Richard Mandelkorn Photography
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wall. Other pieces are placed inside the beehive oven, which is sealed with a snug-fitting
metal door that a blacksmith custom made.
Preparation also matters (and takes
time). Her students chop, grind, sauté,
melt, boil, stir, and mix everything by hand.
To give flavor to the cornmeal biscuits, for
example, the class cooks bacon in a three-legged cast-iron pot called a spider, creating small “cracklings” to add to the batter.
Fresh cranberries are cooked in a small kettle over flames, with chopped apples and
oranges added for flavor. Butternut squash
is chopped into 1-inch cubes and boiled in
a kettle hanging on the crane. A 4-pound
pork roast is carefully arranged on the spit
of a metal reflector oven, which cooks the
meat in about two hours, the same time it
would take in a modern oven. The beehive
oven, which takes hours to heat and to cool,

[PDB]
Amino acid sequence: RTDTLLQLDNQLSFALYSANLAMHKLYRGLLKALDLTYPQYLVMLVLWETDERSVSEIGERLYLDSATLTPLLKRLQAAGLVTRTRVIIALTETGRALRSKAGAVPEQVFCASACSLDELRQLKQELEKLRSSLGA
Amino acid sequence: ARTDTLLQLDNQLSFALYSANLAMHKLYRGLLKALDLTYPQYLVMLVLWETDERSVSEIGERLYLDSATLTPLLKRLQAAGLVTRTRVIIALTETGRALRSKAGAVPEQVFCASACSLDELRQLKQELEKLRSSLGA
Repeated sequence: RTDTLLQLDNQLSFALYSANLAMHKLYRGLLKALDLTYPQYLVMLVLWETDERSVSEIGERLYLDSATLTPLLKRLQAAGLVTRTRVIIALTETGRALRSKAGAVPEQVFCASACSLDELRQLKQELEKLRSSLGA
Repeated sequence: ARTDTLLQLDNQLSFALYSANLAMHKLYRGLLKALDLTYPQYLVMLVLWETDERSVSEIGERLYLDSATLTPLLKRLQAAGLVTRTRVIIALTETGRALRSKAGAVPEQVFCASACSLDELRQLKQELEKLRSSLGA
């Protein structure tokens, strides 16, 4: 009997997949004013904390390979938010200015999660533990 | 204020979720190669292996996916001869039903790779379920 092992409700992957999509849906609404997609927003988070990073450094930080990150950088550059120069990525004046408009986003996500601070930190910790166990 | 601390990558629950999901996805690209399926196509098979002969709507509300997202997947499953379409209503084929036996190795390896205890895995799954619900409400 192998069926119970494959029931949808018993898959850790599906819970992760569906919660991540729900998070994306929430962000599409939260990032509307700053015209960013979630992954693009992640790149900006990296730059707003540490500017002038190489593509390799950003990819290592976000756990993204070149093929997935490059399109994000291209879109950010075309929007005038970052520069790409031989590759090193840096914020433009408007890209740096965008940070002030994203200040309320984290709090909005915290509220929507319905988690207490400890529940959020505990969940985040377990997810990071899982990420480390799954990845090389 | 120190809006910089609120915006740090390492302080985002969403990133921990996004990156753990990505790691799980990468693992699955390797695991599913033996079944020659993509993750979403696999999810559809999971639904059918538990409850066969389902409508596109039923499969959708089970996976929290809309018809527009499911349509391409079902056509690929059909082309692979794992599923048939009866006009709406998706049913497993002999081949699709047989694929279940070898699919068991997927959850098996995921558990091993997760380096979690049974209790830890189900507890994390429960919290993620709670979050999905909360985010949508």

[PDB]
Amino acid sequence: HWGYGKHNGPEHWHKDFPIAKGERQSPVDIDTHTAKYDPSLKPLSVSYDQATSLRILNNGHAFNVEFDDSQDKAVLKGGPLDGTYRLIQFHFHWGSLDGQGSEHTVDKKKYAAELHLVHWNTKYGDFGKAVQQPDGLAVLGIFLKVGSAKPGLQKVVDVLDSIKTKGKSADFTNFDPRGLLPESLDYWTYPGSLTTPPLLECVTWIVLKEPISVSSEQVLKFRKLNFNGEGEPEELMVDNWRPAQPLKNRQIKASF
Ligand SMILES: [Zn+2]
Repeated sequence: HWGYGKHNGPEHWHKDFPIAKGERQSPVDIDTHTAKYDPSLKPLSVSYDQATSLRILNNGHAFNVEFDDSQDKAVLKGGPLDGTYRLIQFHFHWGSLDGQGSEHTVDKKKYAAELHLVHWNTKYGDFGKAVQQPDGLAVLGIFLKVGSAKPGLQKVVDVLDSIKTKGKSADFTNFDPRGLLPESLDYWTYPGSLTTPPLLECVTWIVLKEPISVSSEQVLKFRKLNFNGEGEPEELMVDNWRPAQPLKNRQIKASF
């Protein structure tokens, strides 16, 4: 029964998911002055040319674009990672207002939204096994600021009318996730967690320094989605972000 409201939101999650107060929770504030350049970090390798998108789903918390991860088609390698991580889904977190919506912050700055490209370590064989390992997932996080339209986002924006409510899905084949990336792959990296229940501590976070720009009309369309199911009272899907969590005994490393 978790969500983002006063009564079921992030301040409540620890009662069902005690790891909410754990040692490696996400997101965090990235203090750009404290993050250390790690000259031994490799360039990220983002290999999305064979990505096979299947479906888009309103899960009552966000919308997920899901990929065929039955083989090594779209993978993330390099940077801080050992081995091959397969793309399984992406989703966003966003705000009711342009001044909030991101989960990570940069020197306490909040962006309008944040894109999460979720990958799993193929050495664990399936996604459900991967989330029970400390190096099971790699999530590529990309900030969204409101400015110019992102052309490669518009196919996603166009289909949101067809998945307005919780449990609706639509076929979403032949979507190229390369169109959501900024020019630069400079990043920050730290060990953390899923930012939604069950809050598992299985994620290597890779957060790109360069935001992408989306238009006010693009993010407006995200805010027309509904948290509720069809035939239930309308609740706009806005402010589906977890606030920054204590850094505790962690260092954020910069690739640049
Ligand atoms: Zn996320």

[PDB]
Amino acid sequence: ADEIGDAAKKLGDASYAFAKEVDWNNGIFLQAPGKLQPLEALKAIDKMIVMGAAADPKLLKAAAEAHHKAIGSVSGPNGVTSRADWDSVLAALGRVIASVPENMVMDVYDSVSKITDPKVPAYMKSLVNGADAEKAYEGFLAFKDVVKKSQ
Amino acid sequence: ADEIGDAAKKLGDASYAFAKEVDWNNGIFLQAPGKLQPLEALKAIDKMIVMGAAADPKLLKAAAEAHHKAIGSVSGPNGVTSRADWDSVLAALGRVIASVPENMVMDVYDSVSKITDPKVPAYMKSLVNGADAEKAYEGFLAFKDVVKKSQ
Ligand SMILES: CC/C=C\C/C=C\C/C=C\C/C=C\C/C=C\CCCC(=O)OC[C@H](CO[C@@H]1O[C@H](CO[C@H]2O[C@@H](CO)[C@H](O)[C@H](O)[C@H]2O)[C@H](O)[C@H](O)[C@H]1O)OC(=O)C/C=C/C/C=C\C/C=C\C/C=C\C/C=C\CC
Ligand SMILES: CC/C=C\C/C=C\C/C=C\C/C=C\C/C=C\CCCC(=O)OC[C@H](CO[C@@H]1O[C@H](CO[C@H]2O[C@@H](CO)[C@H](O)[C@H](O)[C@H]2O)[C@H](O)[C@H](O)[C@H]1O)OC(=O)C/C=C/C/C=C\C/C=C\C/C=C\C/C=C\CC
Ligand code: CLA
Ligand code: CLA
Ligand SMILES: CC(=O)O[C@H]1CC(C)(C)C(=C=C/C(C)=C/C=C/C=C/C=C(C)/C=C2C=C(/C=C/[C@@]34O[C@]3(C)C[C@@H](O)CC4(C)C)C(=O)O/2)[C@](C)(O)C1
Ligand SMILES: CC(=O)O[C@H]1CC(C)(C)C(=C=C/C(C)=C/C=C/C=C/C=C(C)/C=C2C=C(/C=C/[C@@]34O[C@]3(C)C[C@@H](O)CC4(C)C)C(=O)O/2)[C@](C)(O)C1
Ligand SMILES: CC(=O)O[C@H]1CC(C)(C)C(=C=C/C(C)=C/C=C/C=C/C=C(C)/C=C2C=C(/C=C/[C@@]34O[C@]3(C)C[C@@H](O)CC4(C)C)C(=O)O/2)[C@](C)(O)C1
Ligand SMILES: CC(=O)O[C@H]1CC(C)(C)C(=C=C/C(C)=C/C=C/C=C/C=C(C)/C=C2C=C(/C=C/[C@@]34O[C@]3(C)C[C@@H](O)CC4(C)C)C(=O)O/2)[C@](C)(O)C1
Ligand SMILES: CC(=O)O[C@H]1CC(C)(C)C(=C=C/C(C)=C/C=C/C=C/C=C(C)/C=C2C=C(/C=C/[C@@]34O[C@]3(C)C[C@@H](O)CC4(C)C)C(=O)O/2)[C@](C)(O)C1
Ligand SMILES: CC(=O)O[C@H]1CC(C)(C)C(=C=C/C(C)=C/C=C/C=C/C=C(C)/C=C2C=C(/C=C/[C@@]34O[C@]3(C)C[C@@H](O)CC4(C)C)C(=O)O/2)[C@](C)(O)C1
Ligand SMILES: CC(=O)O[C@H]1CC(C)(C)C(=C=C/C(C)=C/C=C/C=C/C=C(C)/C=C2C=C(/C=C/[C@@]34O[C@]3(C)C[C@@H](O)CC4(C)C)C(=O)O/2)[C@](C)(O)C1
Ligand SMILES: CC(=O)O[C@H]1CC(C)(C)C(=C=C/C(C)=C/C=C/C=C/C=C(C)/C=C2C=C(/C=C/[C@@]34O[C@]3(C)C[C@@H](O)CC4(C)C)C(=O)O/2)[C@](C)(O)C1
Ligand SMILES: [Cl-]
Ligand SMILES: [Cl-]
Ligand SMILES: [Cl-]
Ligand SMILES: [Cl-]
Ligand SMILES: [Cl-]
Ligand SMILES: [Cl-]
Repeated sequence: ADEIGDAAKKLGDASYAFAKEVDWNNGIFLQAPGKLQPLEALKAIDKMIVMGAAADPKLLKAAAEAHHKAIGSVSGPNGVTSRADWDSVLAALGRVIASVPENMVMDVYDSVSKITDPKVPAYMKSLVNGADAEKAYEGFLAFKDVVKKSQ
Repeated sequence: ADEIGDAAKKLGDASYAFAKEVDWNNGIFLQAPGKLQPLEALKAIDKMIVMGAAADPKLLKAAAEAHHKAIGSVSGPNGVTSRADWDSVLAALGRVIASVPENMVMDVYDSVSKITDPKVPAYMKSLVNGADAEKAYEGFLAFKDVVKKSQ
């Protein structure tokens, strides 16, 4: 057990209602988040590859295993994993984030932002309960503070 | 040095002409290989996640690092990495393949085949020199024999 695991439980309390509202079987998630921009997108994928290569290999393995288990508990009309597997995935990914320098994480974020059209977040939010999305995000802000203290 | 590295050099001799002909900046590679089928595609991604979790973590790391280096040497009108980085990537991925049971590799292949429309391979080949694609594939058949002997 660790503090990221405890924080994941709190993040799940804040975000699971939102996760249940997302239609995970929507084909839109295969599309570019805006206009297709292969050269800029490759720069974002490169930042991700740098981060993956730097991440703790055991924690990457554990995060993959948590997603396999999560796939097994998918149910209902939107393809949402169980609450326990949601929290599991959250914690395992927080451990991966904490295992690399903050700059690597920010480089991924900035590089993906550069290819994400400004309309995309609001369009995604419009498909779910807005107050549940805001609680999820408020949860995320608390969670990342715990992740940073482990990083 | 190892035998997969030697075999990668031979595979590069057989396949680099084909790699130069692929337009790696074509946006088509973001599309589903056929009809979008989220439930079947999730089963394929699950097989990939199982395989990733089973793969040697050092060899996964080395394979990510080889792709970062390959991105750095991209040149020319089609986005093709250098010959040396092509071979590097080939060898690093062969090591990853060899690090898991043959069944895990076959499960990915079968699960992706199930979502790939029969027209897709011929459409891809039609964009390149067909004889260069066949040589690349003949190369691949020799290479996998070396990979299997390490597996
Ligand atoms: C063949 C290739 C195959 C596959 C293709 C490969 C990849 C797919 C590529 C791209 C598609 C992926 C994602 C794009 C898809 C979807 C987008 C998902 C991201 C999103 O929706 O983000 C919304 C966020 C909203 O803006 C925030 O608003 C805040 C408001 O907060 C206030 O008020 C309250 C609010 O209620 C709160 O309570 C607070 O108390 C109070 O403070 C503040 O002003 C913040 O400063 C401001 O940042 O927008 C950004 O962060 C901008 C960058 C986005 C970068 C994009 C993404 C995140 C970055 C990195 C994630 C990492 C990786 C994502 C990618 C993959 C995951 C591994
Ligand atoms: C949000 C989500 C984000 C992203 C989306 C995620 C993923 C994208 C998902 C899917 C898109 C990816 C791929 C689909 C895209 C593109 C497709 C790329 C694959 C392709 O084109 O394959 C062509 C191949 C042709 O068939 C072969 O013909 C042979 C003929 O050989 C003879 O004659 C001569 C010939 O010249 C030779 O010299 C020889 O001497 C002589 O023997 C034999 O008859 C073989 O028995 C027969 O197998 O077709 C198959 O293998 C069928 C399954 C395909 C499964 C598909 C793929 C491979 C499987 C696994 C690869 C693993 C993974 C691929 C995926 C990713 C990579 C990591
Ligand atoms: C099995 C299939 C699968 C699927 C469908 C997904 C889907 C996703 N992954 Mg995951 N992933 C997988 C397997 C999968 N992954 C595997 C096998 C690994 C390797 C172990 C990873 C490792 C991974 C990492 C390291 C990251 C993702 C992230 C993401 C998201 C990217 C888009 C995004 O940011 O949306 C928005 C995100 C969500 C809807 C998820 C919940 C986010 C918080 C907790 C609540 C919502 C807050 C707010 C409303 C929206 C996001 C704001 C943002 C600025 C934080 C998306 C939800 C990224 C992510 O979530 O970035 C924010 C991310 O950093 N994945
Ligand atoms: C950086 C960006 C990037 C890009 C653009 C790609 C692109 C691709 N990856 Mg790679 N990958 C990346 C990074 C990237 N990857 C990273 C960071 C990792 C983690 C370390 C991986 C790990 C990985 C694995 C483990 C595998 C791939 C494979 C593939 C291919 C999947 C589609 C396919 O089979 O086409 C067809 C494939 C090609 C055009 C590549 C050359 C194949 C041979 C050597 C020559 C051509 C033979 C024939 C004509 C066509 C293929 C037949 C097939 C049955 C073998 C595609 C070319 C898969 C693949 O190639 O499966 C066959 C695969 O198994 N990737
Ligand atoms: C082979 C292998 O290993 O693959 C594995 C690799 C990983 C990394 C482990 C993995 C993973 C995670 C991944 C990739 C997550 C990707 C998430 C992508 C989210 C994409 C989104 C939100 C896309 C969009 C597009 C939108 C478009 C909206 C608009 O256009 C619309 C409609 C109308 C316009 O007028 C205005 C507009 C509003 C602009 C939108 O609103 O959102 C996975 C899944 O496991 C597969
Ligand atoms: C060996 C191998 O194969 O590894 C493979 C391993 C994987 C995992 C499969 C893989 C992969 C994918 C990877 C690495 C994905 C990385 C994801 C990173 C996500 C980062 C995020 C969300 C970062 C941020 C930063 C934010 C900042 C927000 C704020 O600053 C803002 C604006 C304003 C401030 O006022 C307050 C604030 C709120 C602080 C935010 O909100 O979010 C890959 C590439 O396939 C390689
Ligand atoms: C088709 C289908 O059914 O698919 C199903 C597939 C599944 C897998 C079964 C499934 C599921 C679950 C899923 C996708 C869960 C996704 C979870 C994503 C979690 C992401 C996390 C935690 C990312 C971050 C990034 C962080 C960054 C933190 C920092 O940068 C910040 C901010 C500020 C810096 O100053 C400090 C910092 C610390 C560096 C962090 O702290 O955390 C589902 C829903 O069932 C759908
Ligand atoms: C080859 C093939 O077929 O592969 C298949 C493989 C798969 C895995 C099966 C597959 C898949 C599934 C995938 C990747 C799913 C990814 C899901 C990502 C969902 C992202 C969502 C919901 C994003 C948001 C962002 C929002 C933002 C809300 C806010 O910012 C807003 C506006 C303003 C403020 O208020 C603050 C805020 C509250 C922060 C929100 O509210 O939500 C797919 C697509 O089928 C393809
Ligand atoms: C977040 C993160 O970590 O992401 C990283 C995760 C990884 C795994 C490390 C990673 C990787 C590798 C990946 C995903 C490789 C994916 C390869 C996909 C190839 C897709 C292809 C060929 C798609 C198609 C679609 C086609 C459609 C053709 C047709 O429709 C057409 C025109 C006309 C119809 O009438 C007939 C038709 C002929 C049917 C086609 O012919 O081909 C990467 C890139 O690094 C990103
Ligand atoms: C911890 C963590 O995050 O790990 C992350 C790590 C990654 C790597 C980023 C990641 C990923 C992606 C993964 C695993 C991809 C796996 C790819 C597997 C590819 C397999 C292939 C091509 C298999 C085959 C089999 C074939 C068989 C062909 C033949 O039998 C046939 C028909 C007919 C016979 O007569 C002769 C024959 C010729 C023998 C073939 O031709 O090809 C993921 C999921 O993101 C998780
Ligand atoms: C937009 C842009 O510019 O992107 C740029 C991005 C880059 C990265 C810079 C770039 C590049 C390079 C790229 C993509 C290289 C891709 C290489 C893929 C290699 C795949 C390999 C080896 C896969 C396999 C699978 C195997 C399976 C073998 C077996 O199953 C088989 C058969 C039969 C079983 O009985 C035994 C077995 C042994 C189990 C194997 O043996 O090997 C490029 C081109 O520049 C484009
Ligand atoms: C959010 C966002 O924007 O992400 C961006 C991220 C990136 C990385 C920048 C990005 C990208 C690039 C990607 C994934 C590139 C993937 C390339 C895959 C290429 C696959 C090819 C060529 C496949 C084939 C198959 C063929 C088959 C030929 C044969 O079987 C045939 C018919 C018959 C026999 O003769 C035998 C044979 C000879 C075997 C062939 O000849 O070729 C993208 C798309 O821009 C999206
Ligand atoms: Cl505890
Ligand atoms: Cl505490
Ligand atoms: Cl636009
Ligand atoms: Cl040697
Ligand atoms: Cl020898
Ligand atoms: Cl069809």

is used for baking breads (when the oven is
at its hottest), buns, cakes, and pies (as the
oven starts to cool), and puddings and custards (as the temperature drops further).
One big difference between cooking
in a Colonial-style keeping room versus
in a modern kitchen is the light. Whereas
today’s kitchens involve carefully considered lighting plans to create task and
ambient illumination, Madison’s keeping
room relies solely on natural light coming
through the 12-over- 12 windows, a candelabra above the harvest table, and several
candle stands positioned around the room.
“The waning light of winter can be a real
challenge,” says Madison.
But hearth cooking doesn’t have to
go full Colonial. “Anything we cook in
the hearth versus the beehive oven can be
cooked in any regular fireplace,” says Madison. Even without a crane, a taste of oldstyle hearth cooking, such as gingerbread
made in a Dutch oven, is possible. Despite
her passion for all things Colonial, Madison
is no purist. When not teaching, she cooks
her own meals in the conventional kitchen
next to the keeping room. It’s just that
every room of the house speaks Colonial
— from the antique spindle beds in guest
rooms to the 1760 chest in the front room
to the generations-old family game board in
the library. Says Madison: “I’ve just always
had a soft spot for Colonial history.”
Hearth Cooking at Woody Hill, Westerly, RI;